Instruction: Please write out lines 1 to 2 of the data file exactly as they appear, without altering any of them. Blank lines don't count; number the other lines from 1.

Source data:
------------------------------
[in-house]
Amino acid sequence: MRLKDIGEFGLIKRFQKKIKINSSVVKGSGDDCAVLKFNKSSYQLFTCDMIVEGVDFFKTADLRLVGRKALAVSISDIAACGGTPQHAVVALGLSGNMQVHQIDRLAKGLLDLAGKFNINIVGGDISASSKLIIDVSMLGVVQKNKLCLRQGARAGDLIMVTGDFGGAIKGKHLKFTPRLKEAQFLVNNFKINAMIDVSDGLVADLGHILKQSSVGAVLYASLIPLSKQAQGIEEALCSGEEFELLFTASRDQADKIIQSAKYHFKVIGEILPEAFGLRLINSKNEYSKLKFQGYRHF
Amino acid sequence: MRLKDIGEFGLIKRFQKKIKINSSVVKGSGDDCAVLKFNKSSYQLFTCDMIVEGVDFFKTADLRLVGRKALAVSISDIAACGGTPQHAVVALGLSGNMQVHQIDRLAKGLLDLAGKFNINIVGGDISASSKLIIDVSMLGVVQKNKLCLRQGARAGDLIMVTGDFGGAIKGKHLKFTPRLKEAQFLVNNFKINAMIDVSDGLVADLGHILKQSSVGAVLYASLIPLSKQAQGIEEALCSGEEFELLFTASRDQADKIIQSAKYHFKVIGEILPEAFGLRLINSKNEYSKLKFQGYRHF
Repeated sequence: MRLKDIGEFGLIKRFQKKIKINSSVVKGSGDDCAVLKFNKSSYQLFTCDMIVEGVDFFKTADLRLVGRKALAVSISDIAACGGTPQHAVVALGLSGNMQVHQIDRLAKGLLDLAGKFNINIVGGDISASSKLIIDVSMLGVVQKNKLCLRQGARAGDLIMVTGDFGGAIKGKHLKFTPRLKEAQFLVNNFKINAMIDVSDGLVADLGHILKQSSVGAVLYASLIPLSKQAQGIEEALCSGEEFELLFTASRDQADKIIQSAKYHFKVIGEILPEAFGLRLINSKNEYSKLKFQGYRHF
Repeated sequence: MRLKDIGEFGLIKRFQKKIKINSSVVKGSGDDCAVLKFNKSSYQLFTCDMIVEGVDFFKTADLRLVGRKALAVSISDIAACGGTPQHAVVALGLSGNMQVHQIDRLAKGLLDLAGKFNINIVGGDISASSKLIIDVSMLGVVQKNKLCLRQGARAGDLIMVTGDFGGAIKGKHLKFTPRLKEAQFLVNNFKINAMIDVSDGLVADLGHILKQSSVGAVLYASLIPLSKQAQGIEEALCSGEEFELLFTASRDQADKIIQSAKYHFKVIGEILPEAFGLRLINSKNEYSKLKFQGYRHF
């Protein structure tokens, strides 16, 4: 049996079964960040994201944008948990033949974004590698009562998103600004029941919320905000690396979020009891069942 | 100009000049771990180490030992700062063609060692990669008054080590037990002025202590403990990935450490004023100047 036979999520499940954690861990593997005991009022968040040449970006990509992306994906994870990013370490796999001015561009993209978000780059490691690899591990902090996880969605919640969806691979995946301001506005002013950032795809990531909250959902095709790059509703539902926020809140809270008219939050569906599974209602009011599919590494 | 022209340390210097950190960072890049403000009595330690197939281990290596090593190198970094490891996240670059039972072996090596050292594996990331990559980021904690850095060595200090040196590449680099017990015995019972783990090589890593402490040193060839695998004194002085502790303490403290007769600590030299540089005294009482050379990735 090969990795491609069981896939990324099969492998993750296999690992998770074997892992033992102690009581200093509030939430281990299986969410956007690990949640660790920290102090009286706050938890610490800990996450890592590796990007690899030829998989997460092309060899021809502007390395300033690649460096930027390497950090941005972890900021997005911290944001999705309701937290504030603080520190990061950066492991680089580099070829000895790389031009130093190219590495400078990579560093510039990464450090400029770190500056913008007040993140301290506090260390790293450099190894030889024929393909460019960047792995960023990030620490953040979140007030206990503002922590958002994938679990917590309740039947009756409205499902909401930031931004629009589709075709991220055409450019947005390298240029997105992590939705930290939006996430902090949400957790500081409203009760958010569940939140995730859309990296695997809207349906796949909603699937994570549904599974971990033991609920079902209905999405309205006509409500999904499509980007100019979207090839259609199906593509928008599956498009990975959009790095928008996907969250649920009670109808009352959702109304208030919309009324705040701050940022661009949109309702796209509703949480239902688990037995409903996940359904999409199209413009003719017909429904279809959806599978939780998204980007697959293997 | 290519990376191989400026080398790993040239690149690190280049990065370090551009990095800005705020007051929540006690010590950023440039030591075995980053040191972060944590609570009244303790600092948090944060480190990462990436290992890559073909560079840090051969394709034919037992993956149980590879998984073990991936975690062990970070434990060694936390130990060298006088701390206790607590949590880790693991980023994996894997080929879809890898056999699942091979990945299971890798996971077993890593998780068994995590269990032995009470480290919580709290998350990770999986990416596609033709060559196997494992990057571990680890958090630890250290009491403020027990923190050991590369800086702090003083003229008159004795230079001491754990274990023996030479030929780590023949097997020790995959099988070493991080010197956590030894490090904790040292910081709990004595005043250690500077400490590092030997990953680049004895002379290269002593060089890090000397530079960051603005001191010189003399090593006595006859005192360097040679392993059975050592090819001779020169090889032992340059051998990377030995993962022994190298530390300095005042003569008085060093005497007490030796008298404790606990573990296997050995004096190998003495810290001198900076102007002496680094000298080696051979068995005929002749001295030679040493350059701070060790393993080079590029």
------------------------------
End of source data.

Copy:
[in-house]
Amino acid sequence: MRLKDIGEFGLIKRFQKKIKINSSVVKGSGDDCAVLKFNKSSYQLFTCDMIVEGVDFFKTADLRLVGRKALAVSISDIAACGGTPQHAVVALGLSGNMQVHQIDRLAKGLLDLAGKFNINIVGGDISASSKLIIDVSMLGVVQKNKLCLRQGARAGDLIMVTGDFGGAIKGKHLKFTPRLKEAQFLVNNFKINAMIDVSDGLVADLGHILKQSSVGAVLYASLIPLSKQAQGIEEALCSGEEFELLFTASRDQADKIIQSAKYHFKVIGEILPEAFGLRLINSKNEYSKLKFQGYRHF